Search the Community
Showing results for tags 'Life expectancy'.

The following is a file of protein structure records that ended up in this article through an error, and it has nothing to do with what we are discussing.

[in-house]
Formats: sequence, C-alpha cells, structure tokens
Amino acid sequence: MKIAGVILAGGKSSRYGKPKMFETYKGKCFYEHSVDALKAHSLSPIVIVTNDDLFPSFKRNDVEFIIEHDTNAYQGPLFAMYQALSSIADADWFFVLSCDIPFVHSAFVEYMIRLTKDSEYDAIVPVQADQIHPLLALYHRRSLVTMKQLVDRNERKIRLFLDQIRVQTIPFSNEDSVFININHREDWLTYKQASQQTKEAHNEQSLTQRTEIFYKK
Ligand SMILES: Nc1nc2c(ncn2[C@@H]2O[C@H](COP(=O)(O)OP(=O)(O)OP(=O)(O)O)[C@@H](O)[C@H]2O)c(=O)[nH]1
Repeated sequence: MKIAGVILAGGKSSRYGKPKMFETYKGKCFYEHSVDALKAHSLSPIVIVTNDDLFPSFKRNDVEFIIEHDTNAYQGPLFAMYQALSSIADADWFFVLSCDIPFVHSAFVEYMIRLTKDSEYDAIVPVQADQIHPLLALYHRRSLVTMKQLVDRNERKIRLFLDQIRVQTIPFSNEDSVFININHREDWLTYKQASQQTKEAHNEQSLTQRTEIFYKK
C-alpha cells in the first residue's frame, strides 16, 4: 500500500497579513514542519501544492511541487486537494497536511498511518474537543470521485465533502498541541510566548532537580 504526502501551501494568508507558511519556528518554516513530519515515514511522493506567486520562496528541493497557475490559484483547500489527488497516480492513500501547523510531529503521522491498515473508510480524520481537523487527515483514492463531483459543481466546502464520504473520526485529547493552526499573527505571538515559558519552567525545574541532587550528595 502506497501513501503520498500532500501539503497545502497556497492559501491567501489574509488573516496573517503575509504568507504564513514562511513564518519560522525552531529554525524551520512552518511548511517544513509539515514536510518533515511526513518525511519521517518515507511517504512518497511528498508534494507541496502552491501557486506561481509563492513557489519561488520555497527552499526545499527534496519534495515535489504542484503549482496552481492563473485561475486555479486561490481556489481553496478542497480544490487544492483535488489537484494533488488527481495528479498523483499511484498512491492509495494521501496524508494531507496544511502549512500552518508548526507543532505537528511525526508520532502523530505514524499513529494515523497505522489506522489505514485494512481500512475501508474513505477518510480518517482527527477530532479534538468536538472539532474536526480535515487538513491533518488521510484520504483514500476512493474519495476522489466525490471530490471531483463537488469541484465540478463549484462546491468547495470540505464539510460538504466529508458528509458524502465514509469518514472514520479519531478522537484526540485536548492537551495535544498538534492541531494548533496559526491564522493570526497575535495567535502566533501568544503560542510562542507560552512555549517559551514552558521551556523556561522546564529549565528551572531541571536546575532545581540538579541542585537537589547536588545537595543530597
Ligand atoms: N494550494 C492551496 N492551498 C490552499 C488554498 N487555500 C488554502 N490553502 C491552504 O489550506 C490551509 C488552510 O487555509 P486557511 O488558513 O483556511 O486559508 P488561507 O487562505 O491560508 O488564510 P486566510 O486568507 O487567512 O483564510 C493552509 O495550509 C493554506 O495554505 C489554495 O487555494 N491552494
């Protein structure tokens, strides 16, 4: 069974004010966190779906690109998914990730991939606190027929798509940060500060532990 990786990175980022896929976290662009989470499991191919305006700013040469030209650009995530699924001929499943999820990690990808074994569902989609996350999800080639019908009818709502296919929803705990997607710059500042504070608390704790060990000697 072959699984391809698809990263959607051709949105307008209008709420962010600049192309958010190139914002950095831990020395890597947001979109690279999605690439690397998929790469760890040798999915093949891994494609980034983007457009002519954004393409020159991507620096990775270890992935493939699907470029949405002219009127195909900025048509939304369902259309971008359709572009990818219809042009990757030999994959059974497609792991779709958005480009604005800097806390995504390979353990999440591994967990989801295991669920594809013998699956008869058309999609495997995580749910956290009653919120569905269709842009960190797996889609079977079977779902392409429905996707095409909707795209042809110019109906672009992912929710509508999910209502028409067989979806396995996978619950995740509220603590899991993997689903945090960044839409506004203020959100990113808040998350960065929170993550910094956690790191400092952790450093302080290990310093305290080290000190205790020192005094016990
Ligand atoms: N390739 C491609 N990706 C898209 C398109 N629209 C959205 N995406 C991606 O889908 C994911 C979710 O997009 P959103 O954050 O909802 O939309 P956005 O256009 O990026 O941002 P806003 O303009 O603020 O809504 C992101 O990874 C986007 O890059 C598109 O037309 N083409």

Over the years, the discussion frequently returns to the issue of the life expectancy of goldfish, and many of us would quickly rattle off that goldfish can live 10-20 years. Armed with this sort of number, many goldfish keepers, including myself, in turn expect the goldfish in our keeping to live that long, if not longer. Recently, I've become very suspicious of this often quoted number, and set out to try to see what scientists and ichthyologists might have to say about this. Here's what I found. I selected only two sources to present here. One is from the US Geological Survey, and the other is a recent journal article on goldfish in the wild. Here are the links: US Geological Survey http://nas.er.usgs.g...x?SpeciesID=508 This one has tons of references, so that you read more if you are interested. Recent paper, titled Population Status of Gold Fish Carassius auratus in Restored East Hammar Marsh, Southern Iraq http://www.kau.edu.s...57307_27538.pdf I'm not going to go through all the points of both of these sources, but I will sum up some of the more salient observations, as described. 1. The life expectancy of goldfish was found to be 6-7 years. What this means is that while a certain number of goldfish can live much longer beyond 6-7 years, it's not realistic to expect 10-20 years for all of them. When it comes to certain fancy goldfish types (more round bodied), the average lifespan may be even lower. 2. In the wild, the goldfish diet is composed of 60% brown algae, 20% green algae, 15% zooplankton, and 5% cyanobacteria. This means that MOST of the food that goldfish eat are plant based. You can probably now see why commercial foods can sometimes be so problematic for goldfish. 3. In the wild, the biggest population of goldfish caught are 3-4 years old. My interpretation of this is that the goldfish are in their prime at this age, and go into decline after this. What does all this mean? Well, first off, it's unrealistic to expect our fish to live 10+ years. It's an amazing bonus when this happens, but the average is 6-7, and less for fancies. Secondly, if you buy goldfish that are already 3-4 years old, that's already half their life expectancy. There's a nice chart of length versus age in the article (for single tails). Finally, most commercial foods are really not in line with what they would eat in the wild. None of this is really a surprise, but I thought I would share the links with you.